Organized Panel Session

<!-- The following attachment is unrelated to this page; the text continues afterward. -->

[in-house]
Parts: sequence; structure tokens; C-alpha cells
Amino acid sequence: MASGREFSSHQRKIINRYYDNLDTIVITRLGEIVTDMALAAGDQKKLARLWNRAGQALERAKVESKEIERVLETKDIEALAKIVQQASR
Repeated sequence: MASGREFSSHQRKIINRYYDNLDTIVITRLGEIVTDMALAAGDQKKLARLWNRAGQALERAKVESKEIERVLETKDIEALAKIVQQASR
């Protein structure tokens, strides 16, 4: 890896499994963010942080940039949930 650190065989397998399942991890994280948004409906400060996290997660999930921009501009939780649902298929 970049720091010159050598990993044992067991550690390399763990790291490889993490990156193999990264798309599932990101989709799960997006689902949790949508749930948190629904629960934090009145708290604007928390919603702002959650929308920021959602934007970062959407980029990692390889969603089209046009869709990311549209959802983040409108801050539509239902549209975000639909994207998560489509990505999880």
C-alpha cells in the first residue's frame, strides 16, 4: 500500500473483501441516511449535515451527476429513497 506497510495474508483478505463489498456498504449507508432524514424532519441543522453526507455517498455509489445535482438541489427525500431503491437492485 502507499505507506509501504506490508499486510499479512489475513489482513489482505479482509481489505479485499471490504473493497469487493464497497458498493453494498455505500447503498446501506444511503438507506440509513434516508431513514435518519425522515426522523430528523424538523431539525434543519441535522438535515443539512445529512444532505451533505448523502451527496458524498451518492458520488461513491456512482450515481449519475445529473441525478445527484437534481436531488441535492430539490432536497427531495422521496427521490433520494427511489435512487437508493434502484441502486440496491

Decolonization is, arguably, at the origins of Southeast Asian Art History. From its beginnings, the field of study has been shaped through the tension maintaining between, on the one hand, the barely disguised identification of European colonial expansion with historical developments deemed to have civilized the Southeast Asian region, and on the other, challenges to this narrative, at once discerning and performing the primacy of local agencies in resisting hegemonic form. The double colonization bred a doubled down resistance which today feeds nationalisms, regionalisms and art markets alike as ‘Southeast Asia’ basks in the reflection of ‘Cambodian’ or ‘Thai’ or ‘Vietnamese’ or ‘Indonesian’… ‘Hindu-Buddhist art.’ How, this panel asks, does this palimpsestic history also provide fertile ground for cultivating responses to the pressing contemporary call to decolonize the academy? What critical resources of creative resistance to today’s lingering and renewed modes of coloniality, entrenched now in the neoliberal order of the university, might we find to lie in Southeast Asia’s premodern art and its historiography? With these materials, we seek to explore modes of decentring critical creativity which would allow new perspectives to emerge without reintroducing those binaries which disallow ‘foreign influence.’ As such, this panel pays particular attention to the historiography of premodern art as a structuring force for linguistic, temporal, and ontological categories that have shaped national and international research and pedagogical projects, and as a key site of intervention for the decolonial imperative.